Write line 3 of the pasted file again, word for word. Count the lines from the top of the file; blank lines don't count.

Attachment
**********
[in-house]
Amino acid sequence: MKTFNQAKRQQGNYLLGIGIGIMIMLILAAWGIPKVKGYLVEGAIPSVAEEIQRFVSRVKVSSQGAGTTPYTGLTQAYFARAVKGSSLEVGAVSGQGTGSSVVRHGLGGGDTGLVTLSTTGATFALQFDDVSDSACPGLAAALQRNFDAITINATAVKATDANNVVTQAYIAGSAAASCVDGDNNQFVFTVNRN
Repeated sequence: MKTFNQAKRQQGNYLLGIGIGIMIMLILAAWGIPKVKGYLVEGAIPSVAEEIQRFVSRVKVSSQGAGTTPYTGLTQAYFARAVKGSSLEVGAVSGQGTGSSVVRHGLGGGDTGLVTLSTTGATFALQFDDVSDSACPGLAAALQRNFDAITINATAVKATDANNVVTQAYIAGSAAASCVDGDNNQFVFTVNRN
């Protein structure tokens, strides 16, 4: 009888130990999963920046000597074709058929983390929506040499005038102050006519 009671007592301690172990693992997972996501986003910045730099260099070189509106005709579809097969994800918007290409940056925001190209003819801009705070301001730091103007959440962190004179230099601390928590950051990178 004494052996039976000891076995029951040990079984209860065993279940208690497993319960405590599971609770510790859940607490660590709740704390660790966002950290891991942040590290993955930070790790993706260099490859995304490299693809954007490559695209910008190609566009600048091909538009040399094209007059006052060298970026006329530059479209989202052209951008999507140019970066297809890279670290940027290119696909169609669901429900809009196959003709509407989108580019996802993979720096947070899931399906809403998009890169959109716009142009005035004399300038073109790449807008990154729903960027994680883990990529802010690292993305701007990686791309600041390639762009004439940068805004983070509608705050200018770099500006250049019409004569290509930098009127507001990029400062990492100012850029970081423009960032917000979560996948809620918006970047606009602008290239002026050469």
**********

Repeated sequence: MKTFNQAKRQQGNYLLGIGIGIMIMLILAAWGIPKVKGYLVEGAIPSVAEEIQRFVSRVKVSSQGAGTTPYTGLTQAYFARAVKGSSLEVGAVSGQGTGSSVVRHGLGGGDTGLVTLSTTGATFALQFDDVSDSACPGLAAALQRNFDAITINATAVKATDANNVVTQAYIAGSAAASCVDGDNNQFVFTVNRN